Editor’s Note: Welcome to our Points Principles series, an ongoing series dedicated to explaining the basics behind the confusing world of frequent flyer miles and travel rewards points. Follow along as we lay out some of the building blocks to travel for nearly free. And check back to the Points Principles page to see what ground we’ve already covered.
It’s a question that comes up for every aspiring traveler getting started with using points and miles: “Will I earn miles on a flight that booked with miles?”
You’ll find that the short answer is no, you won’t earn miles on an award ticket you booked using frequent flyer miles. And while it might be disappointing that you can’t add to your stash of miles on these flights, it makes sense.
But that’s not all. There’s another way to book a flight for free, yet still earn some frequent flyer miles in the process.
Let’s dive in.
The Basics of An Award Ticket
When you book a flight using an airline’s frequent flyer miles, it’s called an award ticket. And every airline handles it a bit differently – from the amount of miles you need to book a given flight to which partner airlines you can book and whether you can book a one-way flight or need a round trip.
But there’s one universal truth to all award tickets: You won’t earn miles. Every airlines’ rules spell that out clearly, like Delta.
And sure, it’s disappointing. Who doesn’t want to earn more miles?
But think about it. Frequent flyer miles are a way to incentivize you to buy flights and stay loyal with a specific airline. When you’re not paying cash, there’s no reason to give you something back.
Well that’s not the end of the story. There’s another way to book flights for free, and it’s a great way to keep earning miles, too.
Earn Miles When You Use Credit Card Points
Welcome to the world of credit card points. And while they’re similar, there are some critical differences between credit card points and airline miles.
For starters, airline miles live with that airline. You generally can’t transfer or combine them with another, different airline account.
Credit card points from banks like Chase, American Express, and Capital One are far more versatile. You can transfer each of them to many different airline accounts.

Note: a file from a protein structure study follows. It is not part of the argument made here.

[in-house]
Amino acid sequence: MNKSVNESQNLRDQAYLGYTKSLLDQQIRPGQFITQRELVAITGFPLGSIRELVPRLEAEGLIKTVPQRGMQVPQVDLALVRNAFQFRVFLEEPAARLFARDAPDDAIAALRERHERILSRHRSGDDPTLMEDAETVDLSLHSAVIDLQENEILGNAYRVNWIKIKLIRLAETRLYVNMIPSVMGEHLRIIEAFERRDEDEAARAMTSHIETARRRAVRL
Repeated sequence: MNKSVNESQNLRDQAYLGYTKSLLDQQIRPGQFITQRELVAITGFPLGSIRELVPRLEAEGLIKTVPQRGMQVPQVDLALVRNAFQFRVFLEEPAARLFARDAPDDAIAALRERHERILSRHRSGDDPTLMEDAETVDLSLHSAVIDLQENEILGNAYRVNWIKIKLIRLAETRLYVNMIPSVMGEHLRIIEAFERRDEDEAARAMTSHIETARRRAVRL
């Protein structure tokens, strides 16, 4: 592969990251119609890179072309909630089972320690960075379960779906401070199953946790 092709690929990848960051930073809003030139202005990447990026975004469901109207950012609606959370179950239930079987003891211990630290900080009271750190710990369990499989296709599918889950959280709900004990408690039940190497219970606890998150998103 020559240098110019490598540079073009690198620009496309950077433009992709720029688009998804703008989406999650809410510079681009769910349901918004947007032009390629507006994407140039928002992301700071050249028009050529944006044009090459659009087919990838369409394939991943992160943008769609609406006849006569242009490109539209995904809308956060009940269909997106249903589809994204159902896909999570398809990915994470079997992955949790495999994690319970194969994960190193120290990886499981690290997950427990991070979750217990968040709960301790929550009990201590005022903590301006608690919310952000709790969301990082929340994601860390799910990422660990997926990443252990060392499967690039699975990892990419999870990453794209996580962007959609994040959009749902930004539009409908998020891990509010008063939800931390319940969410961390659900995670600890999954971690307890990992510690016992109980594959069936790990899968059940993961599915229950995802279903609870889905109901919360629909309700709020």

But that’s not the only way to use these points. From Chase to Citi, every one of these major travel rewards banks allows you to use your points to book flights directly through a travel portal. And when you book a flight this way, you can still earn frequent flyer miles on the flight you take.
It works like this: When you book flights directly with credit card points, you’re essentially trading in some of your credit card points and having the bank book the flight for you. In the eyes of the airline, it’s as if you paid cash for your ticket.
You’ll get the best deal through Chase with cards like the Chase Sapphire Preferred Card or the Chase Sapphire Reserve. Because when you book flights with these Chase points, they’re worth more toward your flight.
When you book a flight with the points from your Chase Sapphire Preferred card, every point is worth 1.25 cents. So the card’s 60,000-point sign-up bonus after spending $4,000 in the first three months can get you $750 in free travel. If you’ve got the Chase Sapphire Reserve, that jumps to 1.5 cents per point – meaning the 50,000-point sign-up bonus after spending $4,000 in the first three months gets you $750 toward a flight, hotel, or rental car.
And making sure you earn miles on these flights is pretty straightforward. After you’ve picked your flight and started the check-out process, you’ll simply enter your frequent flyer information along with the rest of your personal details.
Meanwhile, it’s even easier if you’re booking with Capital One miles. You could book a flight directly through the airline’s website using a card like the Capital One Venture Rewards Credit Card – then just go back and cover the cost with points using the Purchase Eraser function.
You won’t earn more frequent flyer miles when you use airline miles to book an award ticket. But thanks to the versatility of credit card points, it’s still possible to keep earning miles when you’re traveling for free.